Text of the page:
Transforming Africa

Transforming Africa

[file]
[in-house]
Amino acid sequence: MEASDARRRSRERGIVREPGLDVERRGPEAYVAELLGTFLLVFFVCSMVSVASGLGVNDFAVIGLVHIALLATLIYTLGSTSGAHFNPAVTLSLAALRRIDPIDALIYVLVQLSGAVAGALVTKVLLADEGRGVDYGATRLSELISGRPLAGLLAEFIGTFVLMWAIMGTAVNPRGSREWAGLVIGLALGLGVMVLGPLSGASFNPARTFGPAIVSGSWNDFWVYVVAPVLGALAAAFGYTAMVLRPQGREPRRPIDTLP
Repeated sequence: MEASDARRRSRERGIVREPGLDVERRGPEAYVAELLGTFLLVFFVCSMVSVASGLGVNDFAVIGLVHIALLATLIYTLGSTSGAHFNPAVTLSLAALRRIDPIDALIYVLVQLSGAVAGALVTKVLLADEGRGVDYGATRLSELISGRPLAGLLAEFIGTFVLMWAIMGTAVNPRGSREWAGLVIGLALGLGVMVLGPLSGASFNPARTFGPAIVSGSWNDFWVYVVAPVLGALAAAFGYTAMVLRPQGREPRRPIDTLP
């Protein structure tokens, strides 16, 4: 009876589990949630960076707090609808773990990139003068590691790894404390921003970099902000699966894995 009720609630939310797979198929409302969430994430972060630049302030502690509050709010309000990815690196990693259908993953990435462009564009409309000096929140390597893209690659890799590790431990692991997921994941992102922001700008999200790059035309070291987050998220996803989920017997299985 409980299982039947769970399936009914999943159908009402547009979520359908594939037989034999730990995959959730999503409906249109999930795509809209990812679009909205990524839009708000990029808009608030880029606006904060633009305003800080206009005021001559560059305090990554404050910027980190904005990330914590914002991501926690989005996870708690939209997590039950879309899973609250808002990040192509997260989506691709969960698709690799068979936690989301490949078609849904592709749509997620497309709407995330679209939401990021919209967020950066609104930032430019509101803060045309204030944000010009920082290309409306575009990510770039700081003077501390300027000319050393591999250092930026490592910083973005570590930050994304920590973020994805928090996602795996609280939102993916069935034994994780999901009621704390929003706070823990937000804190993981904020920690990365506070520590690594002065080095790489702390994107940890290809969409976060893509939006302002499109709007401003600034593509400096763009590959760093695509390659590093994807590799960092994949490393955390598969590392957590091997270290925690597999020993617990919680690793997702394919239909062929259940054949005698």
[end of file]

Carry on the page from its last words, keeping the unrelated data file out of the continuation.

As many of you know I have been keeping an eye on what is happening in Africa when it comes to Internet connect and how it is and is going to radically change the landscape there. Africa just help the transform Africa Summit. There have been some great articles written on what was discussed at the summit. I thought I would just share some information via news reports and quotes that have me shaking my head in excitement. Rwanda recently signed a $140 million (£87 million) deal with Korea Telecom, which will see the company deliver 4G LTE internet to 95 percent of citizens within three years. Despite 5,000km of fibre-optic cable already being laid in the country, only 8.3 percent of the Rwanda’s 12 million citizens are currently connected to the internet. The government is hoping that the rollout of 4G, which kicks off this week, will change this. (wired UK) Nsengimana demoed the new 4G in action. In a side-by-side test, it reached speeds 90Mbps, while the 3G network managed just 0.5Mbps. For education, he said, this means the difference between being able to study texts online and enabling students to access multimedia and participate fully in online classrooms. (wired UK)(Bold by me) “They should adopt a leapfrogging approach,” he said. “They should take advantage of broadband, because they are not impeded by legacy industries.” (wired UK) Last year, 40 tablet computers were delivered to the children of two remote Ethiopian villages. The villagers were 100 percent illiterate—the kids had never seen road signs, product labels, or printed material of any kind. Within weeks, they were singing their ABCs, picked up from the English-language learning software installed on the tablets. Within five months, some kid figured out that the tablets had built-in cameras—they had been disabled for ethical reasons—and hacked the Android operating system to activate them. (reason.com) One Laptop Per Child considered the Ethiopian kids’ hack a success. “The kids had completely customized the desktop—so every kids’ [sic] tablet looked different. We had installed software to prevent them from doing that,” a contrite Ed McNierney, OLPC’s chief technology officer, told the MIT Technology Review. “And the fact that they worked around it was clearly the kind of creativity, the kind of inquiry, the kind of discovery that we think is essential to learning.” On Oct. 1, LAUSD pronounced its ed tech experiment temporarily out of control and admitted that several schools were...

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